Projected Seafloor Elevation Along the Florida Reef Tract From Port St. Lucie to Marquesas Key, Florida-25 Years From 2001 Based on Historical Rates of Mean Elevation Change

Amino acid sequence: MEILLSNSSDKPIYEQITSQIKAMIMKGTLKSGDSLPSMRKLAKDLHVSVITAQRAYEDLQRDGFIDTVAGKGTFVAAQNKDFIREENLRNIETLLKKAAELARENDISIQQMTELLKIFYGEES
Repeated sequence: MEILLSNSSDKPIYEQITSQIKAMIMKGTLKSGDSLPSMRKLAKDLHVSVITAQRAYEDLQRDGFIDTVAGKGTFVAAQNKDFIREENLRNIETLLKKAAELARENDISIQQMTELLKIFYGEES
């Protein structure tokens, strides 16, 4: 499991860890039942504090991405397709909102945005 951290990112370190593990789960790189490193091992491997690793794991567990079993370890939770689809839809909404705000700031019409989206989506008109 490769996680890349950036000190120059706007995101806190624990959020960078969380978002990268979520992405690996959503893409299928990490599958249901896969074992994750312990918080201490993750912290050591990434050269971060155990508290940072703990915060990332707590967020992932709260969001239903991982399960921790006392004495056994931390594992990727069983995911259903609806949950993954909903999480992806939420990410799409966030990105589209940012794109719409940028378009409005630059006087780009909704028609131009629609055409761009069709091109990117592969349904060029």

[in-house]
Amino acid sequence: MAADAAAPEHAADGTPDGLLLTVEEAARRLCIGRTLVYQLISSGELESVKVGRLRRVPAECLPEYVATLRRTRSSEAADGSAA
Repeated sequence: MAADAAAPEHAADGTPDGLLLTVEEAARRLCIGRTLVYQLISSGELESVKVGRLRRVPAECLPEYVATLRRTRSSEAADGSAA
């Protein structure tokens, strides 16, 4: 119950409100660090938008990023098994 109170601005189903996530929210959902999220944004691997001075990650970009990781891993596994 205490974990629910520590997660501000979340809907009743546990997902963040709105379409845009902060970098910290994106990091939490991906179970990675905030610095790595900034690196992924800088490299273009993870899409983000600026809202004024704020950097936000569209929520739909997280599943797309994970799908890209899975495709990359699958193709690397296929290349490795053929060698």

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Description The U.S. Geological Survey (USGS) St. Petersburg Coastal and Marine Science Center conducted research to quantify the combined effect of all constructive and destructive processes on modern coral reef ecosystems by projecting future regional-scale changes in seafloor elevation along the Florida Reef Tract, Florida (FL). USGS staff used historical bathymetric point data from the 1930's (National Oceanic and Atmospheric Administration (NOAA) Office of Coast Survey, see Yates and others, 2017) and light detection and ranging (lidar)-derived data acquired in 2002 (Brock and others, 2006, 2007) to calculate historical seafloor elevation changes in the Upper Florida Keys (UFK) (Yates and others, 2017). Using those changes in seafloor elevation, annual rates of elevation change were calculated for 13 habitat types found in the UFK reef tract. The annual rate of mean elevation change for each habitat type was applied to a digital elevation model (DEM) extending from Port St. Lucie to Marquesas Key, FL that was modified from the NOAA National Centers for Environmental Information (NCEI) U.S. Coastal Relief Model coastal DEM (NOAA, 2001) to project future seafloor elevation (from 2001) along the Florida Reef Tract. Grid resolution for the DEM is 3-arc seconds (approximately 90 meters). [More]
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